Gay marriage separate from religion

 

With the Supreme Court’s historic rulings on DOMA and Proposition 8, as well as the generational shift on civil marriage equality, it is clear that same-sex marriage will one day be a reality in Florida and the rest of the nation. It’s just a question of time.

Until then, religious justifications and definitions of marriage will continue to be used in opposition to civil same-sex marriage. Less than 50 years ago, similar religious and moral justifications for prohibiting civil interracial marriage were rejected because marriage equality is not a religious issue.

The 1967 Loving decision on interracial marriage, the civil marriage equality laws that exist in 13 states and last week’s Supreme Court rulings do not attempt to compel religious groups to change their definitions of marriage. Before the high court’s rulings, many religious groups already supported same-sex marriage, and no court order was needed for them to do so.

To preserve religious liberty in America, no civil law, including marriage, should be defined by religious law. The Founding Fathers wisely understood the dangers of basing civil law on religion. They separated government and religion in the First Amendment. Ultimately, the Constitution’s requirement for equal protection, regardless of minority status or moral rejection, will result in civil marriage equality for all.

Hava Holzhauer, Florida regional director, Anti-Defamation League, Boca Raton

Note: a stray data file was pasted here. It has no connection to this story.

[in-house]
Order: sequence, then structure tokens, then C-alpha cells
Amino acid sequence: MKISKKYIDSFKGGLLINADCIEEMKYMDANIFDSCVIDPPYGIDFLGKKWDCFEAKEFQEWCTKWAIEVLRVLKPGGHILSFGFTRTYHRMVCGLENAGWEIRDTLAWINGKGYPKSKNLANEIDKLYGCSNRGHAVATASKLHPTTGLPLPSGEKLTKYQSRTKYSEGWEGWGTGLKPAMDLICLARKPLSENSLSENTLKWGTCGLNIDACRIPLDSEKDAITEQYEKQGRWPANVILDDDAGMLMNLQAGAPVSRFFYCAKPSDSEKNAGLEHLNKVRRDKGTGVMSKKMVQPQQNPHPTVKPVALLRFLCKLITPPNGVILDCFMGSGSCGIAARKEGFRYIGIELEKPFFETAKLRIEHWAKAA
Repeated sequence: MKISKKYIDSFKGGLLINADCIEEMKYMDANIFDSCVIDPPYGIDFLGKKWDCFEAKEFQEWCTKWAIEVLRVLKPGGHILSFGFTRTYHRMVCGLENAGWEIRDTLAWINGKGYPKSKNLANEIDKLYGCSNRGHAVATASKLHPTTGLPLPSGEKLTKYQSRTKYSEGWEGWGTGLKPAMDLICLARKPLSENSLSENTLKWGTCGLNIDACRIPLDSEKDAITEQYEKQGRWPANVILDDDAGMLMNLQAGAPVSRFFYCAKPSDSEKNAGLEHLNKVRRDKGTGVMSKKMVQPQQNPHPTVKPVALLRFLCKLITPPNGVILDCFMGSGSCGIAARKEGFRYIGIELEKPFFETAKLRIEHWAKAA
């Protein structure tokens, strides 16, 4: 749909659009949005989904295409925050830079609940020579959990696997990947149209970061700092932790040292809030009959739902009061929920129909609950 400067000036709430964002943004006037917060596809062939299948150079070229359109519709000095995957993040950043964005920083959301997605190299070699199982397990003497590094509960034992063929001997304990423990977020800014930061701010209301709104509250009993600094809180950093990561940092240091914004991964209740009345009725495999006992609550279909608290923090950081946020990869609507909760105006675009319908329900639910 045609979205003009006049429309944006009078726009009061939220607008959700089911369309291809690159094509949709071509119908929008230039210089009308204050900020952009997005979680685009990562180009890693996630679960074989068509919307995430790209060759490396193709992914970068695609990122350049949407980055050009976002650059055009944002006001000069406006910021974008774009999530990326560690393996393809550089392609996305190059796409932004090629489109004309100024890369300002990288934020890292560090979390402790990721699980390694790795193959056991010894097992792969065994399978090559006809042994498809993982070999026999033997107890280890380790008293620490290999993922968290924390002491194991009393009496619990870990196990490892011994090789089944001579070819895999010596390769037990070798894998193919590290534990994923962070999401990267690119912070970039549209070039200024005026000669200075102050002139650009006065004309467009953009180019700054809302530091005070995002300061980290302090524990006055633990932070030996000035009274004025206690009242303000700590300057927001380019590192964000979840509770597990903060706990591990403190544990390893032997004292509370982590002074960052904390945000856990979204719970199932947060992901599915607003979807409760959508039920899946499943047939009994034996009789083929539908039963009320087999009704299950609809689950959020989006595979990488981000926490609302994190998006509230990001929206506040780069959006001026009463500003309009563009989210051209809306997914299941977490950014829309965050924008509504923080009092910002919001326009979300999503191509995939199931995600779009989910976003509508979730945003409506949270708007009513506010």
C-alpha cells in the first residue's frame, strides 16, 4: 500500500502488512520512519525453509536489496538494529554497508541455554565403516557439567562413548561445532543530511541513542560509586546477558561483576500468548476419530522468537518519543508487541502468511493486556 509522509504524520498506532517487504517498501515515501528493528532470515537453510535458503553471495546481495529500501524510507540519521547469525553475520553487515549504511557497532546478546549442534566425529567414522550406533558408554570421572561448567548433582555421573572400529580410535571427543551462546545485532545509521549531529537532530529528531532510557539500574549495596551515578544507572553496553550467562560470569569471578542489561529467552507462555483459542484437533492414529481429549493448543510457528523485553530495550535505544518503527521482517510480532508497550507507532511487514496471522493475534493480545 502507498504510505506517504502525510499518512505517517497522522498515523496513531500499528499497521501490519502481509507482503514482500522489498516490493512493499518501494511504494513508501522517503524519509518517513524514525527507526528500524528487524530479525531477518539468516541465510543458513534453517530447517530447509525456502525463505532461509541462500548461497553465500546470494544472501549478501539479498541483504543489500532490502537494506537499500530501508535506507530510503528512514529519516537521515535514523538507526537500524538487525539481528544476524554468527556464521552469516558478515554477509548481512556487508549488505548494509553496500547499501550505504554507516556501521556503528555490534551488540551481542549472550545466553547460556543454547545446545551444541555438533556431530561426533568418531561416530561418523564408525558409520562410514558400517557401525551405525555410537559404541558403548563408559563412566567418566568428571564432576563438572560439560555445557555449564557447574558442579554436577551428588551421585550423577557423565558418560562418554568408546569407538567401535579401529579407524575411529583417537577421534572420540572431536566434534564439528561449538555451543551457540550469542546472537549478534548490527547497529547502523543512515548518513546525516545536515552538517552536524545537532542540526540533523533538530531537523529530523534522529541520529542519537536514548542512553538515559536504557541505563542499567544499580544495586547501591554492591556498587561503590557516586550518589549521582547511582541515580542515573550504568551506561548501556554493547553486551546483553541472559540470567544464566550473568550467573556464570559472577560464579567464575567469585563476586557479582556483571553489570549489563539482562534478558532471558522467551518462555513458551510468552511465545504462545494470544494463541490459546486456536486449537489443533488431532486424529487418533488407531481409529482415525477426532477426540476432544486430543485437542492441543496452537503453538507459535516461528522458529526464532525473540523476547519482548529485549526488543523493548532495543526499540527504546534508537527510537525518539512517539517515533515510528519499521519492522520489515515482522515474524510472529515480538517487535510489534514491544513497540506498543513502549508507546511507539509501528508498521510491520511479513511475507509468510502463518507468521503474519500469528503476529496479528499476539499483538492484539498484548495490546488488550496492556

Read more Letters to the Editor stories from the Miami Herald

  • Declare war on ISIS

    The ISIS army, along with the other Islamic militants, have declared war on us by killing our citizens and threatening to kill more.

  • Too much coverage

    With 24-hour coverage of a St. Louis suburb and the shooting of a resident by police, we must get another 24-hour news channel. The Middle East is exploding. American citizens are at risk from brutal terrorists.

  • Black leadership void

    According to the interviews I have seen on television, Ferguson is 70 percent black and has no black elected officials. There are only three black officers in the 60-member police force.

Miami Herald

Join the
Discussion

The Miami Herald is pleased to provide this opportunity to share information, experiences and observations about what's in the news. Some of the comments may be reprinted elsewhere on the site or in the newspaper. We encourage lively, open debate on the issues of the day, and ask that you refrain from profanity, hate speech, personal comments and remarks that are off point. Thank you for taking the time to offer your thoughts.

The Miami Herald uses Facebook's commenting system. You need to log in with a Facebook account in order to comment. If you have questions about commenting with your Facebook account, click here.

Have a news tip? You can send it anonymously. Click here to send us your tip - or - consider joining the Public Insight Network and become a source for The Miami Herald and el Nuevo Herald.

Hide Comments

This affects comments on all stories.

Cancel OK

  • Marketplace

Today's Circulars

  • Quick Job Search

Enter Keyword(s) Enter City Select a State Select a Category